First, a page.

About Freshers’ and Surviving Your First Year of Uni
Exactly this time last year a new chapter of my life began. I can still remember Welcome Week like it happened yesterday and it was such a roller-coaster of emotions that I doubt I’ll ever forget any minute of it. The prevailing emotion was nervousness for sure – nervousness about finding the right room at the right time, nervousness about finding new friends. Nervousness that was unnecessary if I’m looking back now, but nervousness that I’m sure everybody else felt to some extent. It wasn’t plain nervousness though, it was nervousness mixed with excitement about getting a fresh start, working towards a career I was passionate about and finding like-minded people. Whilst freshers was the craziest roller-coaster of all, my entire first year was a big up and down, although the ups definitely outweighed the downs. Uni challenged me in ways I didn’t think it would, made me grow as a person and demanded me to tackle self-doubt and sometimes failure, a scary thing but a side-effect of life. This year I’m no longer a fresher but a mentor for some of them (or buddy as we call it) and last Tuesday a fellow buddy and me had a chat with them racking our brains to give them good and useful advice. Looking back, I could definitely tell my fresher me a few things that would make life easier and I thought I would dedicate this post to sharing them with you. So whether you’re starting uni right now or have been at uni for a while, some of these tips might come in handy.
Freshers isn’t everything. Speaking of freshers, most friends who had started uni before me told me that the friends I would find during freshers week would be the people I’d spend the next 3 years with – a thought that put quite a lot of pressure on me. And although I’m still friends with people who I got to know during welcome week, I met some of my now closest friends during seminars and group projects later. One of my friends even missed the entire first week and spoiler alert, it wasn’t the end of the world. In a way, she is glad to have missed all the icebreakers and the awkward getting to know each other games and me not being a fan of small talk, I get where she is coming from. Although I wouldn’t advise you to skip freshers week – after all, it’s a good opportunity for getting to know the others on your course and learning to find your way around your campus – I would advise you not to stress about it and to just take things one step at a time – friends will come, whether that’s during that week or later in term.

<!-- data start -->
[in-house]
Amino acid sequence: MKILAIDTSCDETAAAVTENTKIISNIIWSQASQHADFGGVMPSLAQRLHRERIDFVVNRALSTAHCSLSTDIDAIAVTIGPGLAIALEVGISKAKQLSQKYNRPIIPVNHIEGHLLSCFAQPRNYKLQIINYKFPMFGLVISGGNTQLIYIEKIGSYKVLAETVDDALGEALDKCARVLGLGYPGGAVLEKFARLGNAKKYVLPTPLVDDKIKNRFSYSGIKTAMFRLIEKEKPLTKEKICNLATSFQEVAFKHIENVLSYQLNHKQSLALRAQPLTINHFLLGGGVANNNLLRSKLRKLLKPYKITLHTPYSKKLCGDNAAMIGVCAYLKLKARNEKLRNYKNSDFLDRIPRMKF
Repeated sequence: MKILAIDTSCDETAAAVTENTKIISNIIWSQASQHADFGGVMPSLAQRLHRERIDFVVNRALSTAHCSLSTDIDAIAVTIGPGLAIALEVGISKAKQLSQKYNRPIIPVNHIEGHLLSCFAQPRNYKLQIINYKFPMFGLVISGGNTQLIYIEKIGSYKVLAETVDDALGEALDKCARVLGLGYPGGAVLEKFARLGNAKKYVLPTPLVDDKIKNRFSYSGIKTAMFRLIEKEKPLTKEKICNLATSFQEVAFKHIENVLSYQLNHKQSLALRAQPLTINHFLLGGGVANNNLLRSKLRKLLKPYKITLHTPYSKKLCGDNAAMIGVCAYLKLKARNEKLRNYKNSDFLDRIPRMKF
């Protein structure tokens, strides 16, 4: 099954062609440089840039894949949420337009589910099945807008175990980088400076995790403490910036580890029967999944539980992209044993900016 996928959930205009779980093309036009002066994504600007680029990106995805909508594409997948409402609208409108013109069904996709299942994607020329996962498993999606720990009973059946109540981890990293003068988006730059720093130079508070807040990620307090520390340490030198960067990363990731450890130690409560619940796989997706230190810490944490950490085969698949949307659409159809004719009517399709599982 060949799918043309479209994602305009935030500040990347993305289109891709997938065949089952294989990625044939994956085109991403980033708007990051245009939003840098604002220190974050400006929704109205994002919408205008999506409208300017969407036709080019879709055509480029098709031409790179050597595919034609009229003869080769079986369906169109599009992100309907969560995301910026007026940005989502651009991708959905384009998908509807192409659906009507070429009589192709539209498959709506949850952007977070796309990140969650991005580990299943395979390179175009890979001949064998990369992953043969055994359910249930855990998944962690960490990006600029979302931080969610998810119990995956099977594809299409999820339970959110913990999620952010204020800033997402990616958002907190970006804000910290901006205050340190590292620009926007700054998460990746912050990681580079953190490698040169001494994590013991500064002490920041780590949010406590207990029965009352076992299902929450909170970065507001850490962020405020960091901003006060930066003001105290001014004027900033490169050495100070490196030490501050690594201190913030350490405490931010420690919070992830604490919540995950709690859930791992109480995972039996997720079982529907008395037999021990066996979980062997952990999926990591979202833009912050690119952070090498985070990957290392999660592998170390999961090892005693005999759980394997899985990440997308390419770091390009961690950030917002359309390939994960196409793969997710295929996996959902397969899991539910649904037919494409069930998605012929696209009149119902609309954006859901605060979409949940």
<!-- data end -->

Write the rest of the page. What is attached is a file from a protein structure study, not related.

Attend lectures. It can very tempting to watch every lecture from the comfort at home (ignore that if your uni doesn’t have lecture capture) but actually attending them in person will help you stay motivated, will give you the opportunity to ask questions and will make you feel like you’re truly doing this ‘uni thing’. During summer break my friends and me talked about how much we actually missed going to lectures together and rushing outside during the breaks to get a cup of tea or hot chocolate. Also it’s the lectures that truly strengthened my interests in certain areas of psychology and I do believe that you’re a lot more engaged when attending in person. And then there is the routine that comes with them, a great thing to have if you ask me.
It is normal to feel overwhelmed, especially in the beginning. I remember seeing all these reading lists and deadlines and wishing that the day had 48 hours instead of 24. But once I got used to the workload, I was fine and you quickly learn which tasks you need to dedicate more time to and which you can complete superficially. Like most things in life, uni takes some time to get used to and it is completely normal to feel overwhelmed in the beginning, especially if you have moved away from home as well. My best advice is to take things as they come and to try not to judge too quickly – I didn’t enjoy uni for the first few months but after Christmas, I actually started to love it and I’m glad I pushed through the first difficult months.